Did you know that there’s such a thing as a “miracle fruit” that can make just about everything taste a little bit sweeter? It’s one of nature’s oddities – a potentially life-saving food and a great all-around party trick – wrapped up in one.
We first came across the miracle fruit (Synsepalum dulcificum, if you’re feeling fancy) on a recent trip to Florida, where a friend hosted us and introduced us to the miracle fruit shrub in her yard. Then she led a group of us through a taste-test experiment: First we each tried a slice of lemon, to confirm that yes, lemons are extremely tart. Then we each popped a miracle fruit berry, eating the flesh of the fruit and allowing the seed to swirl around in our mouths. Then we each tried another slice of lemon and – holy cow! – the lemon tasted so sweet, it was like eating lemonade.
This phenomenon is thanks to a chemical in the fruit called miraculin. Miraculin itself is not sweet; however, when miraculin coats the taste buds and binds to sweet receptors on the tongue, acidic foods that are ordinarily sour (like lemons) taste sweet.
The miracle fruit is native to West Africa and was first written about in the 1700s, when a European explorer noted that the native West Africans would chew the berry before meals. It grows best in soil that has a low pH, where there is a humid climate and no frost (so in the U.S., Florida is perfect).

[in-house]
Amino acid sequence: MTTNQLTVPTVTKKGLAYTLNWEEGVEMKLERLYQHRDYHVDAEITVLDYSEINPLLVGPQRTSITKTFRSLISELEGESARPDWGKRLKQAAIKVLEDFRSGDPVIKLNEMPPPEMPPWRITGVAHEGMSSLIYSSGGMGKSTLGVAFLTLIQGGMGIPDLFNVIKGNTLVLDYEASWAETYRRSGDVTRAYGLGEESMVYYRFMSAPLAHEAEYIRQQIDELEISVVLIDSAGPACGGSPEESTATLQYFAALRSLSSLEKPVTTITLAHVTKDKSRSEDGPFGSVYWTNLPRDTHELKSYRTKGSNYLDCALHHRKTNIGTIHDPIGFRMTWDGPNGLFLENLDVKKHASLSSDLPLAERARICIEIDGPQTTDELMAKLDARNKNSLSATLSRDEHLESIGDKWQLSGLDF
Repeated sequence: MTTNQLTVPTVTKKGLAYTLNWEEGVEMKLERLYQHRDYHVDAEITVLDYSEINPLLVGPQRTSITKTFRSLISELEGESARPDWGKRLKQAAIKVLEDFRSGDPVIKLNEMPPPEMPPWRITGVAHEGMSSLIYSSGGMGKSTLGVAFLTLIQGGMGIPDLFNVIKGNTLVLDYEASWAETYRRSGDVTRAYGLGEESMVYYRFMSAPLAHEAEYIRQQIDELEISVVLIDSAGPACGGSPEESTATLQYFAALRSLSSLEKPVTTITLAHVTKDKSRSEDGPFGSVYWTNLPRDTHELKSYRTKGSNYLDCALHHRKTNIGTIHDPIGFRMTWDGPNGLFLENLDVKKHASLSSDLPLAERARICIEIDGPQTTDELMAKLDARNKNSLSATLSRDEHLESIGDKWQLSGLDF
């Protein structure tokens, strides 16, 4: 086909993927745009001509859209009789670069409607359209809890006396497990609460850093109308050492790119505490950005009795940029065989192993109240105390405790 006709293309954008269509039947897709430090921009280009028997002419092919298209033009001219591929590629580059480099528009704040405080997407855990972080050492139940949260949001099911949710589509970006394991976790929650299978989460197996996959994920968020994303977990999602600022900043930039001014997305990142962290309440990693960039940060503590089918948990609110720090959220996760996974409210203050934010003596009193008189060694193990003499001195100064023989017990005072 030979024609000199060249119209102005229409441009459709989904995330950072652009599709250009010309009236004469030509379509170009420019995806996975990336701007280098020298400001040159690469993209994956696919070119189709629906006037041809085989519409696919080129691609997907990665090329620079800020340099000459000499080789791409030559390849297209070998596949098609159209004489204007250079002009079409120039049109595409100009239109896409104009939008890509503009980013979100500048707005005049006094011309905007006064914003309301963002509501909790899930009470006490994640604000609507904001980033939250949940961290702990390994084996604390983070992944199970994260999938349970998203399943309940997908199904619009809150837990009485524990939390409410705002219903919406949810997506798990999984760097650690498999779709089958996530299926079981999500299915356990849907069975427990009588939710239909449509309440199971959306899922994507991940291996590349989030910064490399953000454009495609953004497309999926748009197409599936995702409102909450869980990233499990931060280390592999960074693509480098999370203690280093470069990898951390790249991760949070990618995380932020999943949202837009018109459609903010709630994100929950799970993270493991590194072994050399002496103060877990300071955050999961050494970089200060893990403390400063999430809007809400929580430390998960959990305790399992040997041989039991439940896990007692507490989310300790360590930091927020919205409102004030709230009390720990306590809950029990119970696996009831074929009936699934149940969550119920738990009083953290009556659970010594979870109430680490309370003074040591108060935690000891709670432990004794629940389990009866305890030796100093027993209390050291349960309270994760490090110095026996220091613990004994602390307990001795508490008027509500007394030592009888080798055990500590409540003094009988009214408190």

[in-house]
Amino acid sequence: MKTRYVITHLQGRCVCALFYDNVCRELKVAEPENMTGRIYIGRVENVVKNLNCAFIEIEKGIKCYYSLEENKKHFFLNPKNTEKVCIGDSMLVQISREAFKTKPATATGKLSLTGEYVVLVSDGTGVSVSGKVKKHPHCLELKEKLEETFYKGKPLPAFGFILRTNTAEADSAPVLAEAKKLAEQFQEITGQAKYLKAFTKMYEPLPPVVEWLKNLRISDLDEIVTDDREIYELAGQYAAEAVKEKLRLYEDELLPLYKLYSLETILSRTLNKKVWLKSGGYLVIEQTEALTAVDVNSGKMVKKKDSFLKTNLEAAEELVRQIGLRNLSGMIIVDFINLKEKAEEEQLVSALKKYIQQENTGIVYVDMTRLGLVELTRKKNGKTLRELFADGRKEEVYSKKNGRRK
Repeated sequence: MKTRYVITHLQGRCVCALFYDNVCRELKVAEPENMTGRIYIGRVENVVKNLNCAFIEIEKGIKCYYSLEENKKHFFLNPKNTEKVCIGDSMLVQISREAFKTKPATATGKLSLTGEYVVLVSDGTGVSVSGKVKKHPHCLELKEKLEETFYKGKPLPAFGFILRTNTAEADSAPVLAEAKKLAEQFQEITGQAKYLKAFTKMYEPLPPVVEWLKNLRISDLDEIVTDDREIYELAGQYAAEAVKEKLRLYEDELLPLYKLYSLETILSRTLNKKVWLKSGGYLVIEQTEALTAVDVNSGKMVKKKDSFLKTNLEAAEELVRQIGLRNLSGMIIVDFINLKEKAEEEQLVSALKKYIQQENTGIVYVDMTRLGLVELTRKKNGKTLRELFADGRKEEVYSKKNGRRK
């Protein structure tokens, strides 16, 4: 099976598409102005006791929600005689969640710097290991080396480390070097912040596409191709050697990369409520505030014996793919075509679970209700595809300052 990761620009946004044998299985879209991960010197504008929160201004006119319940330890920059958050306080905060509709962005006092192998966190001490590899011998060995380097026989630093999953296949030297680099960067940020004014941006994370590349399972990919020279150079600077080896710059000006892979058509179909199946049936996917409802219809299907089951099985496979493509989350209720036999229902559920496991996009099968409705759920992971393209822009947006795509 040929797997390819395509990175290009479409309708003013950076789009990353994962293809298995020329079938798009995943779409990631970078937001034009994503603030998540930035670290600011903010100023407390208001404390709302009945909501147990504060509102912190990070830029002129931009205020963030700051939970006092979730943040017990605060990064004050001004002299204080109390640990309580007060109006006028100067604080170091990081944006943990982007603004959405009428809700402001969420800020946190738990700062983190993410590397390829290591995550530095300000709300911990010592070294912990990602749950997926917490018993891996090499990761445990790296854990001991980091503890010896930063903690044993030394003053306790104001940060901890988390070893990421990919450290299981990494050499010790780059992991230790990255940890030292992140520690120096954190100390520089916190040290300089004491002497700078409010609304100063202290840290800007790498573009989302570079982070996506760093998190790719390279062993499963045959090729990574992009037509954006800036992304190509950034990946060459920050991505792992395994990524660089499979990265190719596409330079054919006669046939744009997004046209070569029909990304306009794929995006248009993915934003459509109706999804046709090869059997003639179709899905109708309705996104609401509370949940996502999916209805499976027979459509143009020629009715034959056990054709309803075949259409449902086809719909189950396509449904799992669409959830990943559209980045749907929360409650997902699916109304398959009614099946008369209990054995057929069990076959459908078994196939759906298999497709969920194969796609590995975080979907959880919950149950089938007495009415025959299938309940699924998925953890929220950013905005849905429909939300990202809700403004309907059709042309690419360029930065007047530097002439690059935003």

Now just think about all of the potential applications of having a fruit that makes all other foods taste sweeter: It’s used for dieters and diabetics (as a way to get a sweet food taste without eating sugar). It’s also used by cancer patients undergoing chemotherapy – who sometimes experience a metallic taste with their food – to make their food more palatable. Could it even be used by parents to help get kids to eat foods that are more sour?
If you want to get your hands on miracle fruit, and if you don’t happen to know someone who has a miracle fruit shrub, it’ll probably cost you. You can order them from various vendors online (and they’re not cheap), or you can order them in pill form, which people say kinda/sorta works as well as the actual fruit. (The L.A. Times did an interesting story about a miracle fruit taste test where they compared the fresh fruit and the pill form.)
And then depending on where you live, there may be an exotic fruit grower near you that sells them (we know of at least one in the greater Los Angeles area, Papaya Tree Nursery, that sells the berries for $2 apiece). In fact, in the L.A. area, the miracle fruit season (June through September) is just about to start. So if you’re planning a miracle fruit tasting party, now’s the time to get your orders in. If you are able to try one, let us know what you think!